Robbed on and off the pitch

Like much of the world, the Neotas team is eagerly awaiting the kick off to the 2018 FIFA World Cup. Millions of fans from countries all around the world will be pouring into Russia to watch thirty-two teams battle it out for the most prized trophy in football.

Instagram, Facebook and Snapchat feeds will soon be filled with photos from fans showing off the view from their seats or how flash (or not) their hotel room is. Social media is a great tool to tell the world about the experiences we’re having. However, what are the consequences of all of this?

Posting that photo of you cheering on England from the stands to your public Instagram may seem innocuous but now anyone looking at your feed knows exactly where you are. And the fact that you’re not at home. They scroll further back through your feed and see that photo you posted of your new car in the driveway. Now they know where you are and what your house looks like. It is so easy to make ourselves vulnerable online without even realising.

It’s not just fans at risk. With public social media playing such an important part in branding, players fall into this trap all too often. Just a few days ago, Barcelona defender Gerard Pique had his house robbed whilst visiting his wife Shakira on tour in Germany. In January, West Brom player James McClean came home to a break-in after playing an evening fixture. Last year, John Terry and his wife were posting public photos of their holiday at the exact same time as their house was burgled.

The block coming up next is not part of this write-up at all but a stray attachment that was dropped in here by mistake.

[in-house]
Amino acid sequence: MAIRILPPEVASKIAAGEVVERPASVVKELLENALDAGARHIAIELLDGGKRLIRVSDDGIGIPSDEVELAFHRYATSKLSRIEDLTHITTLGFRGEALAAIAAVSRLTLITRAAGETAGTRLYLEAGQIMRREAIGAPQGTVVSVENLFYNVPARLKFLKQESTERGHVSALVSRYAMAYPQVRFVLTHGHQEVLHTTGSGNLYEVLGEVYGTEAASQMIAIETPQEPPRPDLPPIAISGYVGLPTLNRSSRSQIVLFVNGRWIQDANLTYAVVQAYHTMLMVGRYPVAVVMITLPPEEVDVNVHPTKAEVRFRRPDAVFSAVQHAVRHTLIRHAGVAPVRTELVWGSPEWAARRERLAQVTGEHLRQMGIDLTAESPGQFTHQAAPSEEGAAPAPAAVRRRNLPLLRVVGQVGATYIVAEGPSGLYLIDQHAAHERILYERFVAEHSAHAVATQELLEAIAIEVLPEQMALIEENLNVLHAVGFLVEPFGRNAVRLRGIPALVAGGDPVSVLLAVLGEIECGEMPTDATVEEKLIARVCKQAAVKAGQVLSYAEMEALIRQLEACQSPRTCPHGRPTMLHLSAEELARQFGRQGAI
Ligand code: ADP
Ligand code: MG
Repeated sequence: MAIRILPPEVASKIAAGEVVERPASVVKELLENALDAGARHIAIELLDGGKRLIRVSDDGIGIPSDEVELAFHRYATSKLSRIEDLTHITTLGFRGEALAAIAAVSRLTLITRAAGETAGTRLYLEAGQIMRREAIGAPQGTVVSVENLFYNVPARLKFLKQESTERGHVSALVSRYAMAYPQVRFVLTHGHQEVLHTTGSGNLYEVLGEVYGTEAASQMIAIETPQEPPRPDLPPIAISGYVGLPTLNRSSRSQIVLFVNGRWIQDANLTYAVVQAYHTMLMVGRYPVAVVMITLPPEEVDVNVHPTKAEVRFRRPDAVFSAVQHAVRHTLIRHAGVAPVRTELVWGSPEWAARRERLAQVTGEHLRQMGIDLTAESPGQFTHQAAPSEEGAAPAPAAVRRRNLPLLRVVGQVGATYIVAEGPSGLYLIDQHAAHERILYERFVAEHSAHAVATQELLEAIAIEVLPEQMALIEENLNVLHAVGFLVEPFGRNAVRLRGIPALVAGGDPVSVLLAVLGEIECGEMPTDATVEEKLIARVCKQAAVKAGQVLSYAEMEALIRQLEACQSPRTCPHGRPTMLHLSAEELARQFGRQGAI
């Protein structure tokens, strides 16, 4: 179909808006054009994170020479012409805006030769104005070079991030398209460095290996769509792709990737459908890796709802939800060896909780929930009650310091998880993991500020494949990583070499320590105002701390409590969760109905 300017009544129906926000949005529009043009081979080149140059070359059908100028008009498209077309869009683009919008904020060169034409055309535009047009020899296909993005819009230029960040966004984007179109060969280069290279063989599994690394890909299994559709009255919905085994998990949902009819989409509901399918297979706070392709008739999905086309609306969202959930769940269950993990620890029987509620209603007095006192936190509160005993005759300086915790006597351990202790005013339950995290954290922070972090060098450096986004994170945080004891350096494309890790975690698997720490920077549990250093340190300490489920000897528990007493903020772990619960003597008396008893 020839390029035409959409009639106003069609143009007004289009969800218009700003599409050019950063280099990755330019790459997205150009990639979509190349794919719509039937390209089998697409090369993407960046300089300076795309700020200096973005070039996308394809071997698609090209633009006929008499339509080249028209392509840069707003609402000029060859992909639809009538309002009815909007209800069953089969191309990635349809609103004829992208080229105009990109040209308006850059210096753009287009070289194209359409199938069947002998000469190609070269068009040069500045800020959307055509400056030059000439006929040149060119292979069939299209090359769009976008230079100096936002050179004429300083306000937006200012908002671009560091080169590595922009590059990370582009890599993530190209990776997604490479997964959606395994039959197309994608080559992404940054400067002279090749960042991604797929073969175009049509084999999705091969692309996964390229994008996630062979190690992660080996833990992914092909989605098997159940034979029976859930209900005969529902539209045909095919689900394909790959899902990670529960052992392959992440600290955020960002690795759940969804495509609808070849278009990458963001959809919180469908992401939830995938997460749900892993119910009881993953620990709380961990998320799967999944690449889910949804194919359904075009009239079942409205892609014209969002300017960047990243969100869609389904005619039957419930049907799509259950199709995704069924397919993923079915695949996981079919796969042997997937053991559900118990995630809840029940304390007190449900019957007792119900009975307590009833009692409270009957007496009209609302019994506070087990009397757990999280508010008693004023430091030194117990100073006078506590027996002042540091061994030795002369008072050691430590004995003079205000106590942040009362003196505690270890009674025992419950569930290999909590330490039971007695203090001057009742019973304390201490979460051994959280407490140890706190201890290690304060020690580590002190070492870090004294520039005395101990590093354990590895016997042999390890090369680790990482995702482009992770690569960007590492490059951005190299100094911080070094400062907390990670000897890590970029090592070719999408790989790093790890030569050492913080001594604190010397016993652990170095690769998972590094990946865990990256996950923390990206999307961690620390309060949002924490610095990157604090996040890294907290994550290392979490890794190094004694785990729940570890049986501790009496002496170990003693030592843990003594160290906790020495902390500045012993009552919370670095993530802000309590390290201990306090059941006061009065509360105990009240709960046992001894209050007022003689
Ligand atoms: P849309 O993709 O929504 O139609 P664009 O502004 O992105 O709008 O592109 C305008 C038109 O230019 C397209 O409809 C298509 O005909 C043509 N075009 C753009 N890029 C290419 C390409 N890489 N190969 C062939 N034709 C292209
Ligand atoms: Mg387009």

Social media is an amazing thing, but we needlessly put ourselves at risk. Just a moment’s thought about who our audience actually is and what we’re showing them can make all the difference.

-Alex Penn

Penalties off the post: own goals on social media

In an increasing trend in British football, players are being reprimanded by the press and FA alike for historical activity on social media. In the most recent cases, the dubious online activity of a player has come to light only when they have made the news headlines for another reason – be it Shane Duffy dating Katie Price or Andre Gray’s first premier league goal – but has had a direct effect on their football career.